We are all looking to the Prime Minister. We have heard and know exactly how he stands on temperance. We know he stands for local option. I cannot believe for one moment that the Prime Minister is going back on his opinions. I know that there are certain sections of the party who feel that he has got to be careful. I do not think that the Prime Minister carries much weight when he is careful. He is far better when he is fighting for a great big thing than when he is careful, and I hope that he will take a clear, resolute, and determined stand on this question of local option. It is not only the Prime Minister. I am very anxious to see what the Government are going to do about this Bill. The Government has some very distinguished Liberal Members in it. I am perfectly certain that all those Liberal Members are for local option in their hearts, and I have no doubt that they had to put it before their constituents when they got in. What are those Liberal colleagues going to do? Are they going to stand up for the things that they think and know are right, or are they going to be diddled by the trade? We are all watching them. It is a real opportunity for them to show their independence and that they are ready to fight for a cause. If those Liberal Ministers are as interested in temperance and in local option as they are in fusion, then I will believe in fusion. I can truthfully say that I could not advise the women of the country to support a drink policy which was framed by the brewers or to please the brewers, for the simple fact that we have shown quite clearly that the interest of the trade is against the interests of the State. Is the fate of the Welsh Local Option Bill going to be settled by the Welsh or by the English trade? Surely we, who believe in democratic government, should let the Welshmen have what they like. I do not say they are more advanced, I do not say they are more educated, I do not say they are more splendid than the English, but I do say that in some things they are very advanced, certainly in education, otherwise they would not be pressing for Local Option If the people of this country do not want public houses, they will not have them; if they do want them, they will have them. I am all for their having a real and fair say in what they want, and getting it out of party politics. The sooner this drink question can be got out of party politics, the better it will be for all parties. It is not a party question. There are temperance reformers in all parties, and by that I mean people who want to be just to the trade, who want to be fair and do not want to force their will on other people, but only to give the people a chance. This drink question is too big for any one Government. It is a huge moral issue, and, whether hon. Members like it or not, they have to face it and make up their minds. Party politics would be all the better if we could get the drink question out of them. Every hon. Member in this House knows that, and most of us would rejoice. Then we could talk about the drink question as we thought, and not as the party politicians would like us to think.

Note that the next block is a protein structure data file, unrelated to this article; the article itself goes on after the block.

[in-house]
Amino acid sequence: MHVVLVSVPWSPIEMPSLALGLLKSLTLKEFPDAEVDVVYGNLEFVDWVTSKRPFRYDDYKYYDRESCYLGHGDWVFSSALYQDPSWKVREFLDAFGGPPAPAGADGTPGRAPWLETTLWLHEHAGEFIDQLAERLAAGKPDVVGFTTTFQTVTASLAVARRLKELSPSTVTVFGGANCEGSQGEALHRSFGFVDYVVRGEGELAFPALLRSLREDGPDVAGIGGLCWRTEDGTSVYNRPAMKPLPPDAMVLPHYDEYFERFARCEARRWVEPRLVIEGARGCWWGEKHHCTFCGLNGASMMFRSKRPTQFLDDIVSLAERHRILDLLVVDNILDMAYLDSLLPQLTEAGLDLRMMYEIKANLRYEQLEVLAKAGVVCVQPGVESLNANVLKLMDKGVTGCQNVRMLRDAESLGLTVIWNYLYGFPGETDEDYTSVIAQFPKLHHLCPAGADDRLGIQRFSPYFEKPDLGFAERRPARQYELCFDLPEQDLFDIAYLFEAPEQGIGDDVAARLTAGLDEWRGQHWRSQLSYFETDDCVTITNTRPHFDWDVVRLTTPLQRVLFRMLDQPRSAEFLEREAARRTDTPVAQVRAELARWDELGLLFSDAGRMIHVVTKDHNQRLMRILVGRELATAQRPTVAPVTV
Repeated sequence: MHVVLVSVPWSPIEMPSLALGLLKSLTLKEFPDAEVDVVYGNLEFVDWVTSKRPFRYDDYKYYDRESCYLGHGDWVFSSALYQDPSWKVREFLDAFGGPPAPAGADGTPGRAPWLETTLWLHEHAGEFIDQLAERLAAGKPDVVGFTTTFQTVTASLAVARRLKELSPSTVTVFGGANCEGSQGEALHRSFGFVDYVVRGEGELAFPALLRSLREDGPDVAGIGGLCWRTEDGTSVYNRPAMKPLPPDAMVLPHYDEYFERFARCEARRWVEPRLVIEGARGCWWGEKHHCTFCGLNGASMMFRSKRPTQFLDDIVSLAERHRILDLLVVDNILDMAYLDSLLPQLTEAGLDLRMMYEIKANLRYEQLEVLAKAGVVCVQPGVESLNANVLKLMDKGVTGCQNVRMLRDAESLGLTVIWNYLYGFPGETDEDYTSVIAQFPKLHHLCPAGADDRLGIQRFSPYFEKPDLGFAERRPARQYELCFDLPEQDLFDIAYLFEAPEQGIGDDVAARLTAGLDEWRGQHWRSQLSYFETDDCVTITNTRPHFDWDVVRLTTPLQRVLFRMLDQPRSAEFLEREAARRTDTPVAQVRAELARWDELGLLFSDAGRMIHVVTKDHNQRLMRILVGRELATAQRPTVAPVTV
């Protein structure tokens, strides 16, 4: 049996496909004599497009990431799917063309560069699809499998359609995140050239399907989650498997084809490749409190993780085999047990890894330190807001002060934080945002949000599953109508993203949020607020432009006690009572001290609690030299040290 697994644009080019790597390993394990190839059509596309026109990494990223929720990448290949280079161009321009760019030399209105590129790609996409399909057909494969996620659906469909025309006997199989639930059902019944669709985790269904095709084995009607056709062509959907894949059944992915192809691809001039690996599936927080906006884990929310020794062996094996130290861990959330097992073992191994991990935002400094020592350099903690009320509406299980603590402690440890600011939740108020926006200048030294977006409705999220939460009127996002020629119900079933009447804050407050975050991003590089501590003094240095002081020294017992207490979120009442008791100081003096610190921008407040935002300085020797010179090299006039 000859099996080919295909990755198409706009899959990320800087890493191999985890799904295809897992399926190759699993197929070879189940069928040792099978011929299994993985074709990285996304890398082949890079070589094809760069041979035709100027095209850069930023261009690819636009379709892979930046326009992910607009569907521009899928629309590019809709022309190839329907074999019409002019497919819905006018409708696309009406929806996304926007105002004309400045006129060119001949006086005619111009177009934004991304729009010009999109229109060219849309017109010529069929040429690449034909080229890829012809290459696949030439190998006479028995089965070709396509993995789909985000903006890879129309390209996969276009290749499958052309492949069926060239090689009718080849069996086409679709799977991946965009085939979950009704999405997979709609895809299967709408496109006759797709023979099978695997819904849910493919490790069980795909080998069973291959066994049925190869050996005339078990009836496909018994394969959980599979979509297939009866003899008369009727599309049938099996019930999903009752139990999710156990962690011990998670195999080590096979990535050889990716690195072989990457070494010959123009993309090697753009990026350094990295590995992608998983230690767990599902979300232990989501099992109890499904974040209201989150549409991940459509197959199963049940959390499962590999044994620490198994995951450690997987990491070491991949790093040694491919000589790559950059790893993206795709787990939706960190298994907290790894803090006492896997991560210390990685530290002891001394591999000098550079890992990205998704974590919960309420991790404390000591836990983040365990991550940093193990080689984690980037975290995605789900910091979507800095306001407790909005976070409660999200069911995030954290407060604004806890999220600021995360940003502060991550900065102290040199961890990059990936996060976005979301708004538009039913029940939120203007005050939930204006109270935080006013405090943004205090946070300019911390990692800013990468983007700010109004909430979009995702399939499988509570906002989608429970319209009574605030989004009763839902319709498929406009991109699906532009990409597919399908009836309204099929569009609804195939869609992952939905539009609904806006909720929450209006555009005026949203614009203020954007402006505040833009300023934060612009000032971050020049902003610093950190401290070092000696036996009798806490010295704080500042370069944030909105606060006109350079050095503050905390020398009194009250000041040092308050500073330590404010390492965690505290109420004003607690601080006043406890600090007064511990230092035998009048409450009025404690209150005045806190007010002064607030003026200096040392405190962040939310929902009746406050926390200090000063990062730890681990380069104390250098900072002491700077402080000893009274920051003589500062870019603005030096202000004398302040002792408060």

During the War we were always talking about ourselves as a Christian nation, and we were quite right, because we have got Christian ideals. I do not say that we always live up to them, but I would like to impress upon hon. Members that all those in authority who represent the Church, or the Chapels, or the Roman Catholic Church, are in favour of Local Option. [HON. MEMBERS: "Question!"] I think I am perfectly right in saying that all the bodies in authority in the Church, the Chapels and the Roman Catholic Church—I mean the bodies which speak for the whole—are in favour of Local Option. There may be individuals in the Church, or in the Chapels, or in the Roman Catholic Church, who are not, but I am talking about people who would be appealed to by anyone seeking our views as a Christian nation with regard to Local Option. They would all say they were in favour of Local Option.


May I ask the hon. Member what is her authority for saying that the Roman Catholic Church has in, any way laid it down that it was in favour of Local Option?

Viscountess ASTOR

I certainly thought that, before the Election, the Roman Catholic Church was for the "Nine Points." Whether they are in favour of it now, I do not know; all I can say is that they ought to be. Surely we ought to take the Church authorities when it comes to a great moral question like that. It is better than taking the authority of the trade. I would ask hon. Members here, of all sections, when we come to deal with a question like this, to put aside all prejudice, private interest and partial affection.

The PRESIDENT of the BOARD of EDUCATION (Mr. Herbert Fisher)